A Yiddish proverb tersely captures a parent’s journey – “Small children disturb your sleep, big children, your life.” Parenting small children means dealing with grubby hands during meal times or having tiny feet following you around the house. Parenting big children means fewer meals together, excessive phone and screen time, missed curfews and arguments over their messy room. These are clear signs that your sweet and obedient child has blossomed into a teenager who, more often than not, will challenge your patience.
After “terrible twos”, the terrifying teen years are the next major phase a parent has to conquer. It can be tough for parents to accept things as they unravel. As teens assert their autonomy and control over their own lives, a parent’s fear intensifies. The worry that the decisions teenagers make will have a significant impact on their lives move parents to act out of fear. Conversely, fear stems from uncertainty, from not knowing the real situation and not knowing what will happen next. The best way to counter fear (and keep your sanity) is to know more about how to deal with teens.
What is exactly happening to a teenager?
Change is the prevailing theme in a teenager’s life. Most noticeable among these changes is physical transformation. The ebb and flow of hormones cause changes in height, body shape, skin, and voice. Additionally, these hormonal surges can cause teenagers to go through mood shifts. A teenager may feel ecstatic and excited at one time then surly and depressed the next. And since a teenager’s brain is also in the process of developing and re-wiring, it can be challenging for them to manage their emotions. Decision-making, planning, and self-control all happen at the prefrontal cortex, which is not yet fully developed in teens. These physiological changes explain teenagers’ impulsive attitude and propensity for risky behaviors.
A teenager is also at the cusp of discovering his or her own identity separate from their parent. This stage has been the source of most conflicts for parents and teens, as the desire to discover their own personality clashes with the parents’ reluctance to give up control.
Socially, teens are in the midst of the push and pull for the desire to stand out and yet blend in among their peers. Self-image is of paramount importance. They need to wear the latest fashions, own the latest gadget and be invited to parties, as these are the measurements of the image they set for themselves. Peer pressure is at its highest. Bullying is rampant, further worsened by technology and social media.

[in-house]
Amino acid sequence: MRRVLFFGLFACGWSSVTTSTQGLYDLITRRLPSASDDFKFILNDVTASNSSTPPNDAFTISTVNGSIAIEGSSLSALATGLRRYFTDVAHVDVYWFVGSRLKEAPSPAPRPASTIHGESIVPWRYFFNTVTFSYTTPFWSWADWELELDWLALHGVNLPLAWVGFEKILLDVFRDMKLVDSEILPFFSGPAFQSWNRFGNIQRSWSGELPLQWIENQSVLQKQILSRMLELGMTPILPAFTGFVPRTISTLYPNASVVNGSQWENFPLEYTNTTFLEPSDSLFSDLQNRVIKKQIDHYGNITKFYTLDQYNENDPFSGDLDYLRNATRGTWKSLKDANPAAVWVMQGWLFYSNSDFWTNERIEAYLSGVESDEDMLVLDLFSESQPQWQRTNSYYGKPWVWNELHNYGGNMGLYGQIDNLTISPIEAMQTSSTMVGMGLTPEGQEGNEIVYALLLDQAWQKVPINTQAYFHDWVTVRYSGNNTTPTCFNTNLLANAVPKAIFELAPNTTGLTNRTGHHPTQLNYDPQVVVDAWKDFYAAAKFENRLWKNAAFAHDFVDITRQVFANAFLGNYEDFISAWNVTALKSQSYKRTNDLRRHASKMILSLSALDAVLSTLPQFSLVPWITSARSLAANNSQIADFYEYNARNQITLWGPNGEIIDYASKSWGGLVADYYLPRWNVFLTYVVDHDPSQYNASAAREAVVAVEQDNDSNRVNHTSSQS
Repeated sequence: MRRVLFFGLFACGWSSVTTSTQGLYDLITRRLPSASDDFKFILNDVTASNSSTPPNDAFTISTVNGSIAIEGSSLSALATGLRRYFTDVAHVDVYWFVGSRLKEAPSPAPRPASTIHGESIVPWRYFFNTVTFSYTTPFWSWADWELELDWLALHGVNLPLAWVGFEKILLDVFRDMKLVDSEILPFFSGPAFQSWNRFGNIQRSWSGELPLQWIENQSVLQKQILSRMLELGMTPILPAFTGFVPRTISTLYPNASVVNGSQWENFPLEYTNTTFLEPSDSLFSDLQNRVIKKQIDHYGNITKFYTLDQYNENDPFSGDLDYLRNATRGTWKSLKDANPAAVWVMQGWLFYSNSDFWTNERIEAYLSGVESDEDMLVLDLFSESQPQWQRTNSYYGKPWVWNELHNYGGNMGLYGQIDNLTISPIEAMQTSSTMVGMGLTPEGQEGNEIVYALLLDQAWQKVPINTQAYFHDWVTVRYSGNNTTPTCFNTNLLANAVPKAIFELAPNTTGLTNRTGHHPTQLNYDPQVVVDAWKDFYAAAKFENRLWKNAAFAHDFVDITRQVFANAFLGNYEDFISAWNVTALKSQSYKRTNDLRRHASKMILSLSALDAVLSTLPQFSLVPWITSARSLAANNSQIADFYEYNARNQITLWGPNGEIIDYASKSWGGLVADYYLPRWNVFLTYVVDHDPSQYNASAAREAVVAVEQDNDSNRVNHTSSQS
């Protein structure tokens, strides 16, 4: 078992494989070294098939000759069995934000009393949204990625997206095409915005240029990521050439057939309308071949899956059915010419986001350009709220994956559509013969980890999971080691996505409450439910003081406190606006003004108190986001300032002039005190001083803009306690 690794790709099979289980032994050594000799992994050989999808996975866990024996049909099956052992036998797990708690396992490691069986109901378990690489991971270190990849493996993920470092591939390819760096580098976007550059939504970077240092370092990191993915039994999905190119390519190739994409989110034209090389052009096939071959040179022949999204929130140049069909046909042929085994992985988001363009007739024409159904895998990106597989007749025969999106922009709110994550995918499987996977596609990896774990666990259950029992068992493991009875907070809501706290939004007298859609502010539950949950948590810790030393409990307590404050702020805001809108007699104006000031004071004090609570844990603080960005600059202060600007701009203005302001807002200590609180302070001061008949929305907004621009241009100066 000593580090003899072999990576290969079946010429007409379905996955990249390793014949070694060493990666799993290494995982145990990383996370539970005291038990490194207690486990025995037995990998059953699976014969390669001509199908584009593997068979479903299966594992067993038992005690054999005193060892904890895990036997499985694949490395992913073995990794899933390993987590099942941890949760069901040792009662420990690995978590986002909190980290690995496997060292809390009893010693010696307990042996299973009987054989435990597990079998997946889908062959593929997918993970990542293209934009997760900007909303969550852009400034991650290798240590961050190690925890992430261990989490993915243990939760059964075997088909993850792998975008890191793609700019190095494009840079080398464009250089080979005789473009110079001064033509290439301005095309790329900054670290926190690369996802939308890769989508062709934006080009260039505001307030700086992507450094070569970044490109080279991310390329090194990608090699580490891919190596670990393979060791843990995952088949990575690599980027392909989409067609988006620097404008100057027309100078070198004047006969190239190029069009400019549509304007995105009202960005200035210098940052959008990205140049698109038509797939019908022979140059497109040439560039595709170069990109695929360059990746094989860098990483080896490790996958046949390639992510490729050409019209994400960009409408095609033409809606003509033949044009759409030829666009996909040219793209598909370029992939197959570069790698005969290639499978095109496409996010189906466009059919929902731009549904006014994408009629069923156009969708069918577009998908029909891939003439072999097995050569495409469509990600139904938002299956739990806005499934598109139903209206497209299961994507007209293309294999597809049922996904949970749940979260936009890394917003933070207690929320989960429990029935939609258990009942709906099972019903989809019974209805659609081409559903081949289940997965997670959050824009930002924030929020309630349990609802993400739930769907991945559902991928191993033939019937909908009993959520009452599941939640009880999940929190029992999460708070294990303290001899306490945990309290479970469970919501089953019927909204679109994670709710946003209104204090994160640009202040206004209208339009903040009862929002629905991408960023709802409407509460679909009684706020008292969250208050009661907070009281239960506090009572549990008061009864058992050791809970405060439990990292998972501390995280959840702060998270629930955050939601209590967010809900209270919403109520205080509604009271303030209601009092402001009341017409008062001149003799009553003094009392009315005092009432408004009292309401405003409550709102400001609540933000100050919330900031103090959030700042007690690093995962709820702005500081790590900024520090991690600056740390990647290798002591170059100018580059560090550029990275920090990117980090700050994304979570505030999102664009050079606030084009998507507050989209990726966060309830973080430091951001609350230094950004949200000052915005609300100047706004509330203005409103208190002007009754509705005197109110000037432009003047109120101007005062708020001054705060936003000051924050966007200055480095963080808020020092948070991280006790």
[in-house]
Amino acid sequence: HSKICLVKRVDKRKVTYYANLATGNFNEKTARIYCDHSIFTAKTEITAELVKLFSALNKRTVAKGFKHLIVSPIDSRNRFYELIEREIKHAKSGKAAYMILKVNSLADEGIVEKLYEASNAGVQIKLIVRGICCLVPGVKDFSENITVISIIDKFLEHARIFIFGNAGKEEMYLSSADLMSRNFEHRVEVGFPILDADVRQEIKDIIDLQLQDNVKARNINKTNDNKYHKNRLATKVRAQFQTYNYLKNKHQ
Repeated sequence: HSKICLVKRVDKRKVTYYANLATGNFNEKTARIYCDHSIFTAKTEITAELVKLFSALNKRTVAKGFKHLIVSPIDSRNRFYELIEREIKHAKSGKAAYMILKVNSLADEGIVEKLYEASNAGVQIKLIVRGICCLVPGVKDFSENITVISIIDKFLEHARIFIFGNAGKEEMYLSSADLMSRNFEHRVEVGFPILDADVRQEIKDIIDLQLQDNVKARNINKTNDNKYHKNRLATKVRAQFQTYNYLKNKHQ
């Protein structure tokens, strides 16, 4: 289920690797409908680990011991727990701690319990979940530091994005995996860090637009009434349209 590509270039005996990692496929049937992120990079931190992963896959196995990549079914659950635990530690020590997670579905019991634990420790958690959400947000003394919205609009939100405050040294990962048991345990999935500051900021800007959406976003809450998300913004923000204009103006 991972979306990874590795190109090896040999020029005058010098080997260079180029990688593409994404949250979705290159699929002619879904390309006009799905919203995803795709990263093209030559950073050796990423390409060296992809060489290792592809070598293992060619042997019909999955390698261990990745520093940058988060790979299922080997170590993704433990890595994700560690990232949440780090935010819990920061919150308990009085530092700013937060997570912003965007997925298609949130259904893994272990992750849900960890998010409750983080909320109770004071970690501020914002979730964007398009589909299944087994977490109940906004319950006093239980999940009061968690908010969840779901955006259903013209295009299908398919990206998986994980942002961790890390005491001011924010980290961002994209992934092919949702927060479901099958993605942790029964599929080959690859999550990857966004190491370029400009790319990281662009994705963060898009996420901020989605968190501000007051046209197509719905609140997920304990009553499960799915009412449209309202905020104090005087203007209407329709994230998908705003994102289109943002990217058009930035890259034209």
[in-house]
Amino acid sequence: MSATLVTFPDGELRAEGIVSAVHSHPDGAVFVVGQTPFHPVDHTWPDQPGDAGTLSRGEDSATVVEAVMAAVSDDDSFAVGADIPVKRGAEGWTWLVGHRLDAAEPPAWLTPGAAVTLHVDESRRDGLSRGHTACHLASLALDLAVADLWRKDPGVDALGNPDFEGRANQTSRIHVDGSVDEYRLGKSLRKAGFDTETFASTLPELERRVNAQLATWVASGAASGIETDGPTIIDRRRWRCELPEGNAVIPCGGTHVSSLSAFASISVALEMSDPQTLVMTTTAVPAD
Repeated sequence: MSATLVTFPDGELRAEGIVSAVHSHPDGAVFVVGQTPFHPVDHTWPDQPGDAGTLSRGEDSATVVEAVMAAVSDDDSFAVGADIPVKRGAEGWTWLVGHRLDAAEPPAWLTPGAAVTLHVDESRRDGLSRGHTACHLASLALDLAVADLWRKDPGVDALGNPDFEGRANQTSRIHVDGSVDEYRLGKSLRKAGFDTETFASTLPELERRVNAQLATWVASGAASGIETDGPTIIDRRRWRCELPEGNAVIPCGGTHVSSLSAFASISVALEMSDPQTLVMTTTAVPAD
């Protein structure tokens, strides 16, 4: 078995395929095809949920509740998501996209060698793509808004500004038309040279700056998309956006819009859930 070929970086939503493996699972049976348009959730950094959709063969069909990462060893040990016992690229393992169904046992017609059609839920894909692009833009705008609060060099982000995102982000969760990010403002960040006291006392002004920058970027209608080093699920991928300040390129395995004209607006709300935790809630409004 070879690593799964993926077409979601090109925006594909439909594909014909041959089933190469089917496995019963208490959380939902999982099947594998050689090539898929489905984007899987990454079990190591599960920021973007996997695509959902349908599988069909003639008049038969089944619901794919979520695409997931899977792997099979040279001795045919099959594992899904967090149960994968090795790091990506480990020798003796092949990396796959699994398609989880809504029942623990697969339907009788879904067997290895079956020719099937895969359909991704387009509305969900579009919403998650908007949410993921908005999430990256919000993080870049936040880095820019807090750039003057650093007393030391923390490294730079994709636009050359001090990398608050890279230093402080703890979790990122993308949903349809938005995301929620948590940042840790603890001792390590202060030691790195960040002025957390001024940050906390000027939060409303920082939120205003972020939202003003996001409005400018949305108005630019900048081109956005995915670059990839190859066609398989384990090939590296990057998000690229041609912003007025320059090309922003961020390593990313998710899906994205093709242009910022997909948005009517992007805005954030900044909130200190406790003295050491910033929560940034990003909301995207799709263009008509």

Clearly, teenagers are going through a lot. A parent can understand why a teen’s life can be an emotional rollercoaster.
Helping a Teenager Go Through the Turbulent Years
Having a parent who understands what they’re going through is crucial. So here are some of the ways to deal with teens as they go through these turbulent years.
1. Offer your guidance.
Structure is essential during the defining teenage years. Unfortunately, this usually conflicts with a teen’s rebellious demeanor. To make guidance and structure more appealing to them, the operative word is “offer”. Offer your help. Imposing your will only makes your teen shut down. This deprives a parent of the opportunity to impart the lessons needed for navigating life.
2. Provide options and allow autonomy.
The capacity of teenagers to decide for themselves should be developed during their teen years. This will allow them to grow into well-adjusted adults later in life. However, too much autonomy can also be damaging. A parent can help by creating a pool of feasible and practical choices. This creates a controlled environment where teens can still practice their independence.
3. Explain the consequences of their actions.
A teen’s capacity to think ahead and plan is not yet fully developed. Explaining the consequences of their actions will help teens look into the future and help avert making mistakes with long-term effects. Additionally, expounding on consequences helps teens get past the allure of immediate gratification.
4. Allow teens to have space and privacy.
The desire to be alone is another manifestation of a teen’s journey towards independence and self-reliance. When teenagers feel that their parents trust and respect them enough by giving them room and time to be on their own, it strengthens their self-confidence.
5. Love them unconditionally.
Underneath all efforts to guide and steer them in the right direction lies a parent’s unconditional love. It can be difficult to tap into this love when your teen engages in perilous behavior and acts disrespectfully. But you must! Whatever happens, don’t stop loving your teenager.
Dealing with teenagers can be both challenging and exciting. While a teenager goes through phases of self-discovery, parents also uncover strengths and other positive qualities as they go through this period (like patience!). We must remember that dealing with teenagers is just a phase, and whatever it is shall pass. What will remain is that the child, no matter what age, will always be your child.